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Five observations from Bayern’s dominant 4-0 win against FC Köln

Robert Lewandowski, Phillipe Coutinho & co. were in top form in a great team performance.

Bayern Munich - 1st FC Cologne Photo by Angelika Warmuth/picture alliance via Getty Images

New signings deliver great performances

Four new members of the Bayern squad started against FC Köln — Phillipe Coutinho, Ivan Perisic, Benjamin Pavard, and Lucas Hernandez. Although there were question marks over Bayern’s transfer business during the summer, any doubts have long since been put to rest.

Throughout the game, Coutinho created havoc for opposition defenders. His “samba” style, flair, vision, and dribbling skills constantly contributed to counter-attacks and goal-scoring chances. It was only because of Coutinho’s flick to Joshua Kimmich that Robert Lewandowski scored Bayern’s first goal, and Coutinho was also integral to Bayern’s third goal, scoring a penalty that he himself won. The Brazilian adds a whole new dimension and look to the Bayern attack and if Coutinho can keep up this form, there is every chance he will join Bayern permanently next year.

Many wrote Perisic off as a “has-been” or a player “past his prime.” However, the Croatian proved all his critics wrong with yet another dominant display. The direct running, physicality, and crosses he offers have given Bayern another quality wing option — whether from the bench or in the starting XI (a proposition that is becoming increasingly likely). His finish on Bayern’s fourth goal was the icing on the cake of a superb performance.

Finally, Hernandez and Pavard both gave the same strong performances we have become accustomed to. Deployed as fullbacks, the pair was equally solid in defense and in attack. Their constant marauding runs put pressure on Köln’s defense while their grit and tackling technique added strength to the Bayern back line.

A dominant performance

In the first half, Bayern controlled the match but concede Köln some chances that the guests failed to convert. However, bar these couple of half-chances, (one of which originated from a poor Kimmich pass in midfield, an all-too common occurrence) Bayern exerted their dominance. Attacking moves were swift, counter-attacks became commonplace, and the defense was never truly tested.

This great display coincides with Niko Kovac’s recent formation-switch to a 4-2-3-1 shape. In this system, the 10 is able to make a larger impact in the attacking phase which significantly helps Robert Lewandowski and the wingers in their quest to score goals. If results keep up, there will be no reason for Kovac to contemplate a transition back to a 4-3-3 setup.

Lewandowski and the veterans perform

Bayern’s number 9, Lewandowski, scored the side’s first 2 goals. His first was a sumptuous finish which chipped the goal-keeper. His second was a sublime header from a Kimmich corner where the Pole leapt like a salmon before smashing his shot towards the net. In addition to his goals, Lewy offered his usual buildup play and ball progression. This was on display especially during the first half, where he had to drop deep to help the (briefly) non-existent midfield move the ball goalwards. But Lewandowski’s class wasn’t demonstrated only by his play but also by his selflessness and leadership, exemplified when he let Coutinho take a penalty to score his first goal for the club.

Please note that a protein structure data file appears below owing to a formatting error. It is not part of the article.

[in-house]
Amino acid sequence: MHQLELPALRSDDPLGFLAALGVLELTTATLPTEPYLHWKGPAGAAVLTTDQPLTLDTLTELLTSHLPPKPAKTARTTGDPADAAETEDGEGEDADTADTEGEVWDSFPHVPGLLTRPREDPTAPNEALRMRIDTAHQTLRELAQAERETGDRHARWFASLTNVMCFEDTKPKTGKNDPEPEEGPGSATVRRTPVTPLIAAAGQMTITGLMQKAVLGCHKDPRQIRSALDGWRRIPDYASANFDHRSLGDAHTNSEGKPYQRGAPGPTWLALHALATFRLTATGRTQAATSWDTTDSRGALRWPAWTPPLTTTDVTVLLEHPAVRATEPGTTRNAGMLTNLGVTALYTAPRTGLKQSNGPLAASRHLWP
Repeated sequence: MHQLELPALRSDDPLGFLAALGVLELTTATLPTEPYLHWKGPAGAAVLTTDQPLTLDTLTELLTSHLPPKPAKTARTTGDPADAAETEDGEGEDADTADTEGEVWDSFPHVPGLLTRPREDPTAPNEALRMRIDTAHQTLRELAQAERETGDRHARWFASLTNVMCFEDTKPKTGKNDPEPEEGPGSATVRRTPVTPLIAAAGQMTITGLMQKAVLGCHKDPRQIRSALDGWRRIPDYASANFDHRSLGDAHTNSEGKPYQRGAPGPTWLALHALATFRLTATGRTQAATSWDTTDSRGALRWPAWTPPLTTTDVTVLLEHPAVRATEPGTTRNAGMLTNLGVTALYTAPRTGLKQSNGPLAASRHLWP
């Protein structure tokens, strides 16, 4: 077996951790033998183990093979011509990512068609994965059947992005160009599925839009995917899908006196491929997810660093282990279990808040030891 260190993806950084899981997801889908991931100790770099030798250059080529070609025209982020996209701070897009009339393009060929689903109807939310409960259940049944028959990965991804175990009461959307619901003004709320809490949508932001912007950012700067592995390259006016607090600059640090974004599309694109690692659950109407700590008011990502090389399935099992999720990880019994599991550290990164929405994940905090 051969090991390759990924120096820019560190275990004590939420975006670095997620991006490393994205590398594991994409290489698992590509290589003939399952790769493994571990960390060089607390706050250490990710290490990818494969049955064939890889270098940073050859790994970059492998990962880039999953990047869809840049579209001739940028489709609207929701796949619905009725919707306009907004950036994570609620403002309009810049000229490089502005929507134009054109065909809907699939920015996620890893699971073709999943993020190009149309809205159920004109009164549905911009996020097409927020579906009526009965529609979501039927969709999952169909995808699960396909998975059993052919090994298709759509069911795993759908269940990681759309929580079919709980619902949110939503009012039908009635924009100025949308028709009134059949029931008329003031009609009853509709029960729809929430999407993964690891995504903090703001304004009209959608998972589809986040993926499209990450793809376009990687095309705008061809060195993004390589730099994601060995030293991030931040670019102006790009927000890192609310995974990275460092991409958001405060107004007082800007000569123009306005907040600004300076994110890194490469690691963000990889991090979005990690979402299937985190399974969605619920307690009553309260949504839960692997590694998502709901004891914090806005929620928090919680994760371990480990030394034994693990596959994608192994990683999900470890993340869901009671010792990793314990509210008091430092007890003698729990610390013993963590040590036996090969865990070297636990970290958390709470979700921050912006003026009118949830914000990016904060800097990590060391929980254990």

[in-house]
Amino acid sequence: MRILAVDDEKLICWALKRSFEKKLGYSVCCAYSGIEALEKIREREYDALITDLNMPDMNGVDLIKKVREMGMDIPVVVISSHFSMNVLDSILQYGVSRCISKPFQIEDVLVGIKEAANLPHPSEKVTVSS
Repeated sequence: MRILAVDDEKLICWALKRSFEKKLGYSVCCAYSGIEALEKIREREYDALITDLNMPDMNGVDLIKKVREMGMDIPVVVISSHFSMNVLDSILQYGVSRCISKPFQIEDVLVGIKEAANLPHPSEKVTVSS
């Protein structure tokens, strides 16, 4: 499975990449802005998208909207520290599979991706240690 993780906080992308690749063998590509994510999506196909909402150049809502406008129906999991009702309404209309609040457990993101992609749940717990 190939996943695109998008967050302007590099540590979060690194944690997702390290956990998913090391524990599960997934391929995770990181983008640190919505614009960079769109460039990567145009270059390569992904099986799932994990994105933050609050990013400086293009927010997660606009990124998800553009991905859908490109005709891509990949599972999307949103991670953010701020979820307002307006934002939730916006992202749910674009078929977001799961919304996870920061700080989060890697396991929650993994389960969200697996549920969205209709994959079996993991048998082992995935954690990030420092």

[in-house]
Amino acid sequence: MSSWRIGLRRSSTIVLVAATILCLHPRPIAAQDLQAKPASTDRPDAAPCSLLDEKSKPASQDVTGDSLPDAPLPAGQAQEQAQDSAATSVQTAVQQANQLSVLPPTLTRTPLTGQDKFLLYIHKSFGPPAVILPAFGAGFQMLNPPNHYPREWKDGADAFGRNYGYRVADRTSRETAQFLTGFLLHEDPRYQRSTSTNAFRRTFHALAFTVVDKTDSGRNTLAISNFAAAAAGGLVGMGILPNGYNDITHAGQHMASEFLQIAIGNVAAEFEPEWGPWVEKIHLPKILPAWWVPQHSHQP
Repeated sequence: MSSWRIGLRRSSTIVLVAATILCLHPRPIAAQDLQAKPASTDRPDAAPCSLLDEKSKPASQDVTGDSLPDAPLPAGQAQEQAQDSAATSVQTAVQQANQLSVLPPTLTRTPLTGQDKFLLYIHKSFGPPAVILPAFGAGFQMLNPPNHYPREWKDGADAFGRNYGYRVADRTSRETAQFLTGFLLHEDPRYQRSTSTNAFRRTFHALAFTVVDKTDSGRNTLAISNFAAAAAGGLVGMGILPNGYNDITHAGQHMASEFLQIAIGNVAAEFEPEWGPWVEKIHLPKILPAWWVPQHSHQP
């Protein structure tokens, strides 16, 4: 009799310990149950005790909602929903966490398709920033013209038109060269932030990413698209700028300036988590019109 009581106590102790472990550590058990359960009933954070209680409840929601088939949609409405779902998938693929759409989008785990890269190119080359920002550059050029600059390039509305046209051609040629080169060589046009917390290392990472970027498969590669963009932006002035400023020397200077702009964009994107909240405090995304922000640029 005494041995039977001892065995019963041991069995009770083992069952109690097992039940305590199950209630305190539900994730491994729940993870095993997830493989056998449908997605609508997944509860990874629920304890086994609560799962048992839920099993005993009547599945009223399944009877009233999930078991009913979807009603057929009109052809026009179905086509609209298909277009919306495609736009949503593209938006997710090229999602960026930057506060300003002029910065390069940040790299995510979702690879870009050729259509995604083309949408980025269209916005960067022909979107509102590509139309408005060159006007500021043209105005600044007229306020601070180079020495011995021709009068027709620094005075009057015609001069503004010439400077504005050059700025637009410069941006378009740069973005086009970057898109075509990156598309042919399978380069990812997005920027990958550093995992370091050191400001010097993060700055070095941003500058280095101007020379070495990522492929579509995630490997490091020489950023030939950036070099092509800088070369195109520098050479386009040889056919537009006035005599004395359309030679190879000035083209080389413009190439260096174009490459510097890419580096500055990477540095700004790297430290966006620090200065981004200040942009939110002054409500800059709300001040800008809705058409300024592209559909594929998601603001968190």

In terms of other older players, Jerome Boateng had a reasonable game and completed a few trademark long-distance passes. And the captain himself, Manuel Neuer, solidified his reputation as Germany’s best with a great demonstration of shot stopping, making a few crucial saves and helping the side to another clean sheet.

Coutinho and Müller share the pitch

Kovac’s recent comments seemed to put an end to speculation that Coutinho and Thomas Müller would line up together any time soon. However, given that Bayern were already up by 3 goals, the manager decided to play both play-makers together as Müller came on at the expense of Lewandowski. Although only on the field with each other for a short amount of time, the pair showed potential with Coutinho’s vision complementing Müller’s attacking awareness and smart runs. Seeing both of them on the pitch at the same time will hopefully become a more regular occurrence.

Müller’s substitution also served another purpose for Kovac. When the raumdeuter came on, the Bayern attacking system became more interchangeable — Müller, mainly deployed as a false 9, still had license to roam around the park and was often caught on the right while players like Perisic, Coutinho and Gnabry were found occupying other spaces. This looks a good potential solution for a scenario where talisman Lewandowski gets injured and it was valuable and smart of Kovac to try it out.

Joshua Kimmich’s performance not all that it seemed

On the stats sheet, Kimmich’s performance looks exemplary since he recorded 2 assists while playing a holding midfield position. However, it should be noted that Kimmich did not play very well in his new center-midfield spot. The German international constantly got bypassed in midfield, where his defensive contributions are limited, and his passing was fairly average. Kimmich also displayed the weaker side of his game, literally, as he went down on the turf a few times on very light contact.

Kovac seems intent on playing Bayern’s “pitbull” in the center away from where Kimmich is most effective, on the right side of the defense. Performances like this in reality should catalyze a move back to his best position.

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